Regina rated most productive city

13 Nov 2014
The StarPhoenix
BRUCE JOHNSTONE bjohnstone@leaderpost.com
LEADER-POST
Regina rated most productive city
REGINA — Regina may not be the biggest city in Canada in terms of economic output (Toronto holds that distinction, accounting for 19 per cent of the country’s GDP). In fact, the Queen City ranked only 14th out of 33 cities surveyed by Statistics Canada. But apparently, the Queen City is the most productive city in Canada.
Regina ranked first in terms of nominal gross domestic product (GDP) per capita at $65,404 in 2009 — the latest year for which data is available. That’s up sharply from fourth place in 2005 and sixth place in 2001 and ahead of heavy hitters like second-place Calgary at $61,246, sixth-place Saskatoon at $49,213 and seventhplace Toronto at $46,763.
So what exactly is GDP per capita?
“GDP per capita is a measure of the value of output per person living in a metropolitan area,” said the study released this week by Statistics Canada’s economic analysis division. “While it is tempting to think of it as a measure of labour productivity (GDP per hour worked), this is only part of the picture,” the study added.
“GDP per capita in a metropolitan area will be higher when labour productivity is higher; each worker, on average, works more hours; more workers are employed; or the working-age population is larger. GDP per capita reflects not only labour productivity, but also, labour market conditions and demographics.”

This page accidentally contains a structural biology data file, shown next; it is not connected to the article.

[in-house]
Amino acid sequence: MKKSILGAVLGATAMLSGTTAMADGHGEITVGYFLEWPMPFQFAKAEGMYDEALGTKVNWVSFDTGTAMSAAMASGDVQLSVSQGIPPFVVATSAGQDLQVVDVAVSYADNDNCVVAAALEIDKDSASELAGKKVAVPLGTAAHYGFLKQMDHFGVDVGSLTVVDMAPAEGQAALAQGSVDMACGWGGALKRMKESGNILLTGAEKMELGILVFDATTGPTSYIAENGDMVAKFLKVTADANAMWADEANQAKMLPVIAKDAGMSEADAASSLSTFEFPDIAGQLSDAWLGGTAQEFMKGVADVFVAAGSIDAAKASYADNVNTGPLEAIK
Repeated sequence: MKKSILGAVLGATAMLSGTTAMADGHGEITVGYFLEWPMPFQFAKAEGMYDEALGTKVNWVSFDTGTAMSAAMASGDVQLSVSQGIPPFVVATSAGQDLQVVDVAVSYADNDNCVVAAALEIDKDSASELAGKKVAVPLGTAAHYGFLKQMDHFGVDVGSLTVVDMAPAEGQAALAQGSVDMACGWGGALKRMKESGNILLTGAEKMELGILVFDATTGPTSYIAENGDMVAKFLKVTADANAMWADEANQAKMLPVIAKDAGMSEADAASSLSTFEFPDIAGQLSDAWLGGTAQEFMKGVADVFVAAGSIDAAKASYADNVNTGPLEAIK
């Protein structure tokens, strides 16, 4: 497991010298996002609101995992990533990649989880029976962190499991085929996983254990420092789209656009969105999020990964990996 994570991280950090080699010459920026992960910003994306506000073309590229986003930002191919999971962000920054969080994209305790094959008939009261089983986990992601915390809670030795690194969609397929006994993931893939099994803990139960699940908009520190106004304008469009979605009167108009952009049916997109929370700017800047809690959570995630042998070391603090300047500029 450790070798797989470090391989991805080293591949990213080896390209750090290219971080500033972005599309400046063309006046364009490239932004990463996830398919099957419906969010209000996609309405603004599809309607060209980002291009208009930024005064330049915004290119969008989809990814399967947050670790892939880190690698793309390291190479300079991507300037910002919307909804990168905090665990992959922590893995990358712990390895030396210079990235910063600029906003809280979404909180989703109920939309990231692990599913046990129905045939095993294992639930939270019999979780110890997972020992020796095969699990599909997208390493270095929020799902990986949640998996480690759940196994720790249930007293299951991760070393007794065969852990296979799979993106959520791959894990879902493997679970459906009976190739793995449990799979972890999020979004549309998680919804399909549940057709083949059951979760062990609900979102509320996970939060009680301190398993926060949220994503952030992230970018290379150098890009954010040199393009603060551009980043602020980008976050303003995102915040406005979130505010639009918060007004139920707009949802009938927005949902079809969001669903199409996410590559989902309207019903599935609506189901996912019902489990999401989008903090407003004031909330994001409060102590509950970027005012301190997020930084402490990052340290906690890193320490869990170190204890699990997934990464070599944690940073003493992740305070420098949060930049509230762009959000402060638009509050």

In other words, productivity — how much economic output each person produces — is a major factor in determining GDP per capita, but it isn’t the only factor. Underlying economic and labour market conditions — whether the economy is booming, or the job market is tight — will also affect GDP per capita.
The study also tells us something about the changes in our economy from 2001 to 2009, particularly the shift away from manufacturing-centric Ontario and Quebec and toward resource-rich provinces, like Alberta and Saskatchewan.
The study notes four cities in the top 10 in terms of GDP per capita in 2001 — Kitchener-Waterloo, Halifax, Windsor and Oshawa — were no longer in the top 10 by 2009, having been replaced by St. John’s, N.L., Saskatoon, Victoria and Vancouver.
“This pattern is consistent with a broad-based shift from manufacturing towards resource-based production … For example, Saskatoon rose 14 places, from 20th to 6th, in terms of GDP per capita, and St. John’s rose 10 places, from 15th to 5th.”
Danny Leung, a spokesperson for Statistics Canada, said Regina’s leading GDP per capita ranking is also partly to the increased value of products being produced in the city, namely oil and gas, manufactured goods and agricultural commodities.

About prosperitysaskatchewan

Consultant on Saskatchewan's natural resources.

Posted on November 13, 2014, in economic impact, miscellaneous. Bookmark the permalink. Leave a comment.

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